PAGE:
The Struggle of Heroic Fantasy

May 30th, 2013

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Conan the Barbarian. Elric of Melnibone. Fafhrd and the Gray Mouser. Gilgamesh. Hercules. Hector of Troy.

These giants of heroic fantasy (and the mythology from whence it springs) strode across the landscape of my imagination as a young man. They were my idols in many ways, and as I grew into becoming a writer they were my guiding stars. But what were they teaching me?

When I think about these heroes, one thing that comes through is their incredible lust for life. Even when they lapse into melancholy, they never stop striving, never stop fighting, and that struggle is the essence of life. Whether it’s Conan carving out a place for himself in the¬†kingdoms of Hyborea, or Elric fighting to keep his fragile body alive with potions and sorcery, or Hector facing the dread Achilles to protect his home, these heroes confront the challenges of their ages. And their struggles say a lot about humanity.

So when it came time to create the heroes for my own stories, I didn’t set out to emulate these characters, but time and time again I saw parallels. For instance, Caim (the main character of my Shadow Saga) has many of the physical traits of the Gray Mouser, but married to a personality more like Conan. Caim is direct in his sneakiness, deliberate in his dealings, and he possesses a code of honor that, although rather bleak and brutal to most people, elevates him above his peers.

Heroes often fight. They tend to love and mourn with superhuman passion. But first and foremost, they struggle. With their enemies, with their societies, with the gods, and oftentimes even with themelves. But they always struggle, and so must our contemporary heroes who wish to tread in their titan-sized footsteps.

  1. This entry was posted on Thursday, May 30th, 2013 at 5:46 pm and is filed under Fear of the Dark. You can follow any responses to this entry through the RSS 2.0 feed. Both comments and pings are currently closed.

5 Responses to “The Struggle of Heroic Fantasy”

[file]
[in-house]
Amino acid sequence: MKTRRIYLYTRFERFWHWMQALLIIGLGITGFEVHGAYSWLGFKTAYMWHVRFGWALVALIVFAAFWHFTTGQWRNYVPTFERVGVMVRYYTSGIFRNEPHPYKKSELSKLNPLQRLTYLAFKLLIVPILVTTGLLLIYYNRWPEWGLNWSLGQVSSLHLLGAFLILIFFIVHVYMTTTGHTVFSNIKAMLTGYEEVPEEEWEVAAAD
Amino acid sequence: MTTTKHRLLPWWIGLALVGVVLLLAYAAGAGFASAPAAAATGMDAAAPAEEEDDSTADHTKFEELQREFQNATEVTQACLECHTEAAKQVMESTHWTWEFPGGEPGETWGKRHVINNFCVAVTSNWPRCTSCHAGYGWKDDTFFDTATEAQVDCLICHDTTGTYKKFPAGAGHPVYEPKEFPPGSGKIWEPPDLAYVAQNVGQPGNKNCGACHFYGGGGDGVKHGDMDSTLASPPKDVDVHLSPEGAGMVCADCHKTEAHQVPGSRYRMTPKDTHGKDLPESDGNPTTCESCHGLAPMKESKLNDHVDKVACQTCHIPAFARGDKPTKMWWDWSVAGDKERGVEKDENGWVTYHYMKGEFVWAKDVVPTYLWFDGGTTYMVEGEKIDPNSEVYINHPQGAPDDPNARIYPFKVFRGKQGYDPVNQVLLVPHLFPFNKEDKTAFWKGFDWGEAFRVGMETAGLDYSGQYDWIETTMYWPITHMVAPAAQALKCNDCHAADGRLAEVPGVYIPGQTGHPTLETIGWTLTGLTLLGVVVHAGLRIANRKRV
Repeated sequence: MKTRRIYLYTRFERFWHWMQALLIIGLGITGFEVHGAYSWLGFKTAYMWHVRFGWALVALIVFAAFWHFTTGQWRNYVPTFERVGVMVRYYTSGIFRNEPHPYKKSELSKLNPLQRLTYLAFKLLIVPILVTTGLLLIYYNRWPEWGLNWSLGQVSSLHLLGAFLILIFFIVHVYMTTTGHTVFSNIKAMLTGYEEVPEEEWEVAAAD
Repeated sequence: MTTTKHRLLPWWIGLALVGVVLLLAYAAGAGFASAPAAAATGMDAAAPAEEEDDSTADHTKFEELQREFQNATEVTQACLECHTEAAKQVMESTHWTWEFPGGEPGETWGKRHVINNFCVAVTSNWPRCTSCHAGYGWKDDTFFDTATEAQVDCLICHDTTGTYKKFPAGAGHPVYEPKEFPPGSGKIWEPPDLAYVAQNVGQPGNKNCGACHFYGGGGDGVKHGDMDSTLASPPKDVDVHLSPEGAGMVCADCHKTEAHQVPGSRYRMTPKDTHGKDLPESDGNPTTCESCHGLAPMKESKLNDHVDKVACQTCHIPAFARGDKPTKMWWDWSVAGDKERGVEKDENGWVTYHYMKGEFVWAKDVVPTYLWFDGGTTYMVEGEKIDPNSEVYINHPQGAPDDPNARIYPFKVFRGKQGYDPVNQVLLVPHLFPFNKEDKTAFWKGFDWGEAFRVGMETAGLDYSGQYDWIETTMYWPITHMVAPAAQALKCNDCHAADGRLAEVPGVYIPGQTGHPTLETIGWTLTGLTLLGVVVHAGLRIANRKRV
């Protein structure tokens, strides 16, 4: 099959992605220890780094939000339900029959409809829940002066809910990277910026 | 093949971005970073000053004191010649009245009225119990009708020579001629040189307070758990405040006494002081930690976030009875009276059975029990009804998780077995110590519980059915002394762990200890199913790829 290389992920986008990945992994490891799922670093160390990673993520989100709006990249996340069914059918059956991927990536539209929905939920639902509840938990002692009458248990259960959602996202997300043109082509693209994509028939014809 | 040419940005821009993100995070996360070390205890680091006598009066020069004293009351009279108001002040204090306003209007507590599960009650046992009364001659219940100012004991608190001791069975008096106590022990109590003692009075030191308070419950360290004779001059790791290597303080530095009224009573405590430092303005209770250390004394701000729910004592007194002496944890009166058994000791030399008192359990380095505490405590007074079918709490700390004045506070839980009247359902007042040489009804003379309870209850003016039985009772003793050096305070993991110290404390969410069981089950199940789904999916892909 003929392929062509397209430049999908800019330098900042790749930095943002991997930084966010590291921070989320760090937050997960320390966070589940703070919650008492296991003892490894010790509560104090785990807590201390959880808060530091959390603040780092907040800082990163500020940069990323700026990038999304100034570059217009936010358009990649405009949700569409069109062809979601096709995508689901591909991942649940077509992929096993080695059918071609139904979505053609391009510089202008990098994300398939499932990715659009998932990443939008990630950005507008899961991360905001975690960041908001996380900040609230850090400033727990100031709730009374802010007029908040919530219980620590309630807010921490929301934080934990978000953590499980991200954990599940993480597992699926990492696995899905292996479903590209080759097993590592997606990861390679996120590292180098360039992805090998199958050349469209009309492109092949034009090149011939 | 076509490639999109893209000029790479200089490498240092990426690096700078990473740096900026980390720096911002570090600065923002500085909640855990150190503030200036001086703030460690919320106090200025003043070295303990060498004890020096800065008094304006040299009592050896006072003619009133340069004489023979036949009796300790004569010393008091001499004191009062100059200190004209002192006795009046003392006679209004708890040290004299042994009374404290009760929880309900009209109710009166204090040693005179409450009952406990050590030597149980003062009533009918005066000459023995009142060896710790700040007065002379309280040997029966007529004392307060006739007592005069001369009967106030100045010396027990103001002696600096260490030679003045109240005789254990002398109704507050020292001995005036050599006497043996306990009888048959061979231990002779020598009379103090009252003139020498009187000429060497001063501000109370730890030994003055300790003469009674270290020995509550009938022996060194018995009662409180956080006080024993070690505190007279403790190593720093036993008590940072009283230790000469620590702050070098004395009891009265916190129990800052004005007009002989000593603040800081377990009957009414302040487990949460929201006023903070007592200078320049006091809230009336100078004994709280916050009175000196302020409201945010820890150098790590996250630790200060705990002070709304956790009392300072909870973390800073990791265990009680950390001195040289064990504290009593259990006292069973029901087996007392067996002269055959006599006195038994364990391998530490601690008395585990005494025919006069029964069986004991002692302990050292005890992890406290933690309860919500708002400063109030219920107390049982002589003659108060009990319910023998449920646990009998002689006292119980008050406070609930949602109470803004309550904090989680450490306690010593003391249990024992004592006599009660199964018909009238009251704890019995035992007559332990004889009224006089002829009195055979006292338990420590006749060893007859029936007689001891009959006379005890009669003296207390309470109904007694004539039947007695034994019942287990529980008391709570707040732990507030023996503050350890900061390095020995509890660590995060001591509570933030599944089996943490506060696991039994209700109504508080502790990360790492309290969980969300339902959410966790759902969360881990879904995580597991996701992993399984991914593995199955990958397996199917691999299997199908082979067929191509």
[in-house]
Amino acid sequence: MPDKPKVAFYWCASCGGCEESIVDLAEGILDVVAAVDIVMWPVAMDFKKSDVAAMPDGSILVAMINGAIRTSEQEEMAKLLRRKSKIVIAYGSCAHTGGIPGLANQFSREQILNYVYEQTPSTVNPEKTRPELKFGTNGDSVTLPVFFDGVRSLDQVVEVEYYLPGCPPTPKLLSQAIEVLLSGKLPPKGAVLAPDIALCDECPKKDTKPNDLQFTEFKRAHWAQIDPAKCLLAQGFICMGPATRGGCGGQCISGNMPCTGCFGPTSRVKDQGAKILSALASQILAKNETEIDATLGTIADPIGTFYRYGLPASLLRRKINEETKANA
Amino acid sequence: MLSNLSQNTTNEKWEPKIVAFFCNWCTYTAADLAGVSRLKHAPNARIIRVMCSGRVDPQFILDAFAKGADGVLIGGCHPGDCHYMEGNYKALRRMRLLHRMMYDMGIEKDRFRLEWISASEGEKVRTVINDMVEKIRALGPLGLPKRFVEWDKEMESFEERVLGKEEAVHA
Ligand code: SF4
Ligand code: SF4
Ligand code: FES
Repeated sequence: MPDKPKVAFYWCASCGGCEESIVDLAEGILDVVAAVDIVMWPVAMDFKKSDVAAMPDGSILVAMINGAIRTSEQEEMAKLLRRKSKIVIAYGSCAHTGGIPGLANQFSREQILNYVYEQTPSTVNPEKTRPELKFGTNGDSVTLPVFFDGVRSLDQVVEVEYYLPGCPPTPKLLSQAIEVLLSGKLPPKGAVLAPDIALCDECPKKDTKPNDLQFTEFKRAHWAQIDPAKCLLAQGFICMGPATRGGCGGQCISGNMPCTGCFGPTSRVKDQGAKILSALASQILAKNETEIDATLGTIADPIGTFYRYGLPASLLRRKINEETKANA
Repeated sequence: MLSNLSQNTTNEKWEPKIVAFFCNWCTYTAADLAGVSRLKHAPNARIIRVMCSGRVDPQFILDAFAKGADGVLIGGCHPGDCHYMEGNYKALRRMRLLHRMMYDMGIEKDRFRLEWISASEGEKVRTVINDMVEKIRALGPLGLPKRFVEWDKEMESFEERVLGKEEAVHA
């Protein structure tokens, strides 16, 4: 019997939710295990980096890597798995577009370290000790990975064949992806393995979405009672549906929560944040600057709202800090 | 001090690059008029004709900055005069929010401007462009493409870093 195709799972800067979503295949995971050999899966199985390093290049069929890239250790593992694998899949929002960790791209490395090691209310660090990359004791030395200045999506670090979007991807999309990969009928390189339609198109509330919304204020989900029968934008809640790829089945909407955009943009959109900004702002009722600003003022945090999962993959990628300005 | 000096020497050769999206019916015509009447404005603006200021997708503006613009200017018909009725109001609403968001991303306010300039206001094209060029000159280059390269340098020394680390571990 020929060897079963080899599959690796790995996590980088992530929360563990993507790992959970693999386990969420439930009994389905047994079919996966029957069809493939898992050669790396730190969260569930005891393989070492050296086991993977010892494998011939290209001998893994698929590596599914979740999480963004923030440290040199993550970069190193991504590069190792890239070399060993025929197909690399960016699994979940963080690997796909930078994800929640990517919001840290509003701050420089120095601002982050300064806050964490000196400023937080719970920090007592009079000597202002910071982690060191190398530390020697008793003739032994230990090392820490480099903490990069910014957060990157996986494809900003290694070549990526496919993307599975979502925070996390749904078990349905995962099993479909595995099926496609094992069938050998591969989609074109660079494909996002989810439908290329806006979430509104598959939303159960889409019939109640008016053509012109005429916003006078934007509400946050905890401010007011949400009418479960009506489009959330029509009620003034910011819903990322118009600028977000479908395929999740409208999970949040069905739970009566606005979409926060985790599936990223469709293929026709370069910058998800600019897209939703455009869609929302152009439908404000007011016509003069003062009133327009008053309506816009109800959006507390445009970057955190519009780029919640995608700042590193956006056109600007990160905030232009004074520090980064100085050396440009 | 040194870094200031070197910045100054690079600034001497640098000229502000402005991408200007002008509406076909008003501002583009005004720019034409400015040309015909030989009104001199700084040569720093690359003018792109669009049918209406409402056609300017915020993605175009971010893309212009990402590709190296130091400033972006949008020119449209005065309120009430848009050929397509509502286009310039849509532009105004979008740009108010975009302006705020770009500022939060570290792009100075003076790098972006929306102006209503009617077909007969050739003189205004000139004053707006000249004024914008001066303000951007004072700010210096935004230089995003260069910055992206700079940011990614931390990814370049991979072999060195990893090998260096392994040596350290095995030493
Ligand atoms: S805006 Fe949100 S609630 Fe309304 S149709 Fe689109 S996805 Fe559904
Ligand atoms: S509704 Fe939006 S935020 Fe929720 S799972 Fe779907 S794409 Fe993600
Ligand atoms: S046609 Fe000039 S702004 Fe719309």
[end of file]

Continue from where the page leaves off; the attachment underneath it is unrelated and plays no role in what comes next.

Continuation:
1. I’m also in agreement on the “intimate focus” issue. No matter how large the problem, it’s the focus on the individual, and that individual’s relationship to the problem that draws and keeps my attention.
    I also applaud your mention of a hero’s code of conduct, which I think you’ve really nailed. It isn’t that they’re perfect, it’s that they have a code, and they stick to it.

  2. Jon Sprunk says:

    Nathan, I completely agree. That “intimate” focus is one of the things I love best about heroic fantasy/s&s.

    Keith, thanks. Glad to hear other people love the “classics,” too.

  3. Keith West says:

    Well said, Jon. That’s what separates the best heroic fantasy and the best heroes from the pale imitations and the also-rans. That struggle, no matter who or what they struggle with. It gives inspiration to people who are worn down in their own daily struggles. I think that’s one of the reasons the characters you listed in your opening have remained popular for many years and, in some cases, centuries.

  4. […] My writer friend Jon Sprunk just posted something of interest for Heroic Fantasy fans. Drop by and take a look here. […]

  5. Nathan Long says:

    In my own stuff, I do my best to keep the struggle personal and somewhat commonplace. My heroes may be out fighting wizards and changing the course of nations, but they’re doing it because they’re struggling to just stay alive, or to put food on the table, or get back home, and those damn wizards and nations just happen to be in the way of them having a quiet, normal life.

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